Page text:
Virtualizing Microsoft exchange server

Virtualizing Exchange has been a topic of great controversy ever since virtualization first came on the scene. In the early years of virtualization, it was recommended NOT to run Exchange in a virtual environment because of the limitations of the infant technology. Since then, virtualization has matured in a way that has removed many, if not all, of those limitations. Unfortunately, the recommendations of the past have remained as a worry in today’s discussions surrounding the partnership of virtualization and Exchange. The truth is Microsoft fully supports the virtualization of Microsoft Exchange today. As with any other environment, you must be sure that you configure your virtual platform to properly support Exchange, but there are no limitations within Microsoft’s Hyper-V technology that should cause any concern in your discussions to virtualize Exchange. There are some key items that Microsoft has called out that IS professionals should be aware of when designing their virtual Exchange environments.

- The software platform should be Windows Server 2008, or any thirdparty vendor virtualization platform that has been validated by Microsoft’s Windows Server Virtualization Validation Program. Located here: www.windowsservercatalog.com/svvp.aspx?svvppage¼svvp.htm, the Validation Program includes some of the most well-known vendors of both hardware and software. The site will help you to identify those who have been validated by Microsoft to provide platforms capable of running all flavors of the Microsoft Servers.

- If you are planning to virtualize your Exchange environment, you must use Exchange Server 2007 with Service Pack 1 or later. Earlier, Exchange versions are not fully supported on a virtual platform. The use of the Unified Messaging role is not supported if your Exchange server is running within a virtual platform. It is important to note that the base Exchange 2007 system requirements WITHOUT the use of virtualization is Windows 2003, but the use of this operating system as a host for Exchange 2007 is not supported in the virtualization world. We mention this because some may consider building Exchange 2007 in a nonvirtual environment with the plan to migrate the complete operating system into Hyper-V at a later date. If you plan to do this, you must build your environment using Windows 2008 or later.

- Exchange 2007 on a virtual platform supports all of the most common forms of storage. These include virtual hard drives (VHD), SCSI, and iSCSI storage. If you plan to use SCSI or iSCSI, you must configure it to be presented as block-level storage within the hardware virtualization software, and it must be dedicated to the Exchange guest machine. Exchange 2007 does not support the use of network attached storage, but if the storage is attached at the host level, the guest will see it as local storage. Should you plan to use SCSI or iSCSI in your virtual Exchange environment, Hyper-V only supports VHDs up to 2040 gigabytes (GB) in size, and virtual IDE drives up to 127 GB; plan accordingly.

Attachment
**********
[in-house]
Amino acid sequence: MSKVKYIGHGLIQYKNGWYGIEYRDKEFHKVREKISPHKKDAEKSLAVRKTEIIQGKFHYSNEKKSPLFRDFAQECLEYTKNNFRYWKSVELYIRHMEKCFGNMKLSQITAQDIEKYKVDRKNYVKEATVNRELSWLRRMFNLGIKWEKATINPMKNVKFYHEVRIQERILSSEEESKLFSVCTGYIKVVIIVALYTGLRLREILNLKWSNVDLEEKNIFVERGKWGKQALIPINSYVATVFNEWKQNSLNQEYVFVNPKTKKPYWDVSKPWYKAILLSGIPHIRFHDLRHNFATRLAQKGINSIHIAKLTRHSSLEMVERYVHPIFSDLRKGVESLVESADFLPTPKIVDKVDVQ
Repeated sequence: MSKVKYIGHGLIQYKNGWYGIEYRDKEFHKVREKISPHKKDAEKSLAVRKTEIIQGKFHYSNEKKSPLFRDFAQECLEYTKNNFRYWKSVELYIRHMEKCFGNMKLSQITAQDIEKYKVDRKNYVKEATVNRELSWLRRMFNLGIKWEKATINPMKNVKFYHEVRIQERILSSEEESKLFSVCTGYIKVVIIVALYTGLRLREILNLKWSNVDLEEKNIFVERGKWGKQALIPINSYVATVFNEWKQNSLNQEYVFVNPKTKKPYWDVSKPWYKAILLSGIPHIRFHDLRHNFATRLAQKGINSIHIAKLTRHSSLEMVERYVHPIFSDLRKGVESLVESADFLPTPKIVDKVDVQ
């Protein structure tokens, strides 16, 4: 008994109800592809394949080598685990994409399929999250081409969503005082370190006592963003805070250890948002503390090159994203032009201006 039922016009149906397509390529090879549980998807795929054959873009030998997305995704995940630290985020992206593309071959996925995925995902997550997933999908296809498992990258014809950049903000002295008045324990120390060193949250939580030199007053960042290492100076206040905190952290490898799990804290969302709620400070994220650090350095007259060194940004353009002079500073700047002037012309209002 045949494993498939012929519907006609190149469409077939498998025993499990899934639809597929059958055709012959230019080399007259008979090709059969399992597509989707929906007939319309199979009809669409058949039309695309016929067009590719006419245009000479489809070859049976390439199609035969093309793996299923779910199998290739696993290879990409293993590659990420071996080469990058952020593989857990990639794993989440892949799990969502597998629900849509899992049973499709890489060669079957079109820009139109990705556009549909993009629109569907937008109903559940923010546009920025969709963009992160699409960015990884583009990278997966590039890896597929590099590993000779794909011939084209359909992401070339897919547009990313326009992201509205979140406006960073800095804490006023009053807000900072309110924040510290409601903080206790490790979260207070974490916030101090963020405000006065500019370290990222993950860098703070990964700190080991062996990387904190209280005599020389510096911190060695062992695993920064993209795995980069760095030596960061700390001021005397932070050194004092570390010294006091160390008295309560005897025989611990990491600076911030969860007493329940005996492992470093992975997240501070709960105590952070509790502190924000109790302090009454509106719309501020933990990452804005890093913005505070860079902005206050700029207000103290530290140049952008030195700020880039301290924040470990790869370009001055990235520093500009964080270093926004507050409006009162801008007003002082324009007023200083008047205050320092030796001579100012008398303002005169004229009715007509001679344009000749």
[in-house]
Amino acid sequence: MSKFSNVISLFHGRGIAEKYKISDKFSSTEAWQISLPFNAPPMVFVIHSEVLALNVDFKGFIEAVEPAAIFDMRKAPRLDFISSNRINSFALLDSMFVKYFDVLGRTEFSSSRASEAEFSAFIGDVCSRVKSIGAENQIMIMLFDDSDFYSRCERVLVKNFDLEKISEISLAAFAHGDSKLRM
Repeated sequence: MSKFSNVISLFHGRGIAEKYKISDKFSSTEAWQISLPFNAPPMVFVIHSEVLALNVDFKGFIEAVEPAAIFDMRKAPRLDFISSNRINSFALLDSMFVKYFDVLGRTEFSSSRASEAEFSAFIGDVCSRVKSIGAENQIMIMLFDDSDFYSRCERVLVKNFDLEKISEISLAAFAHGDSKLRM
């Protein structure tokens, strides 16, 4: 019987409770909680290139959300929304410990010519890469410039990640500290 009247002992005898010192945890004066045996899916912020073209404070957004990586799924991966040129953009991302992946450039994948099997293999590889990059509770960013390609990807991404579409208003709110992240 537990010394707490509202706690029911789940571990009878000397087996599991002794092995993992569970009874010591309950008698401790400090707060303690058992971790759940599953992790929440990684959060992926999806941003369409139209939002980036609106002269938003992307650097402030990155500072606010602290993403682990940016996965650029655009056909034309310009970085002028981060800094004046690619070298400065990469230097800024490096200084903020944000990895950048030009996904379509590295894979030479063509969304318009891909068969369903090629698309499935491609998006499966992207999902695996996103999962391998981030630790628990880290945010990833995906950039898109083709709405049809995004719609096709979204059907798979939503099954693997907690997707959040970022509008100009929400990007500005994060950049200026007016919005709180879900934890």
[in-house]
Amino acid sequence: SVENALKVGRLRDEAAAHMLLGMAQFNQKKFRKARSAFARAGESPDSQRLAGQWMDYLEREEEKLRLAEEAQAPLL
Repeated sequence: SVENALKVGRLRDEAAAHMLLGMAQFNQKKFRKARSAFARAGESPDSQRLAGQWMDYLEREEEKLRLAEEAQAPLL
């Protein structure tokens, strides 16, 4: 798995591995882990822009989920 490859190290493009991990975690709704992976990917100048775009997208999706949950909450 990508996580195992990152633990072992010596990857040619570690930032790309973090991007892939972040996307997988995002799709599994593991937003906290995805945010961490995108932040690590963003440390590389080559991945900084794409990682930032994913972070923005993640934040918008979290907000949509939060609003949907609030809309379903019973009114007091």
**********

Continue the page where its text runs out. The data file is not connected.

- Microsoft supports the use of both cluster continuous replication (CCR) and single copy clusters (SCC) within Exchange running in a virtual environment so long as there are no hypervisor-based clustering or migration technologies in use. An example of these technologies would be Quick Migration for Hyper-V and VMotion for VMWare. Likewise, Microsoft does support the use of hypervisor clustering and migration so long as CCR and SCC are not in use within the Exchange environment.

- One of the biggest advantages of virtualization is the ability to take snapshots of your virtual environment as part of a backup or disaster recovery plan. In the Exchange world this can be problematic because this kind of technology is not “application aware.” This means the snapshot technology is not capable of taking into account the way the application actually uses and processes its data. Because of the way Exchange processes data, Microsoft does not support the use of any kind of snapshot technology with your virtual Exchange server. However, it should be noted that in the case of Exchange, the other benefits of virtualization tend to outweigh the inability to use snapshot technology.

- When you are configuring the virtual processors for your Exchange host, it is important to understand that Exchange running in a virtual environment does not support a ratio of greater than 2:1. Hypervisors provide the ability to share the logical processors of the host server to the guest machines. For example, a dual processor system using quad core processors contains a total of eight logical processors in the host. You may have some virtual servers that end up using less processor power than another, so the full processor may not be needed by that server. Depending on the virtual servers, this may allow you to have much more than eight virtual servers configured to have two processors each. However, in the Exchange world, Microsoft would not support the allocation of more than 16 virtual processors across all of the guest machines running on the server, or a total of four quad processor Exchange servers.

Source of Information : Elsevier-Microsoft Virtualization Master Microsoft Server Desktop Application and Presentation

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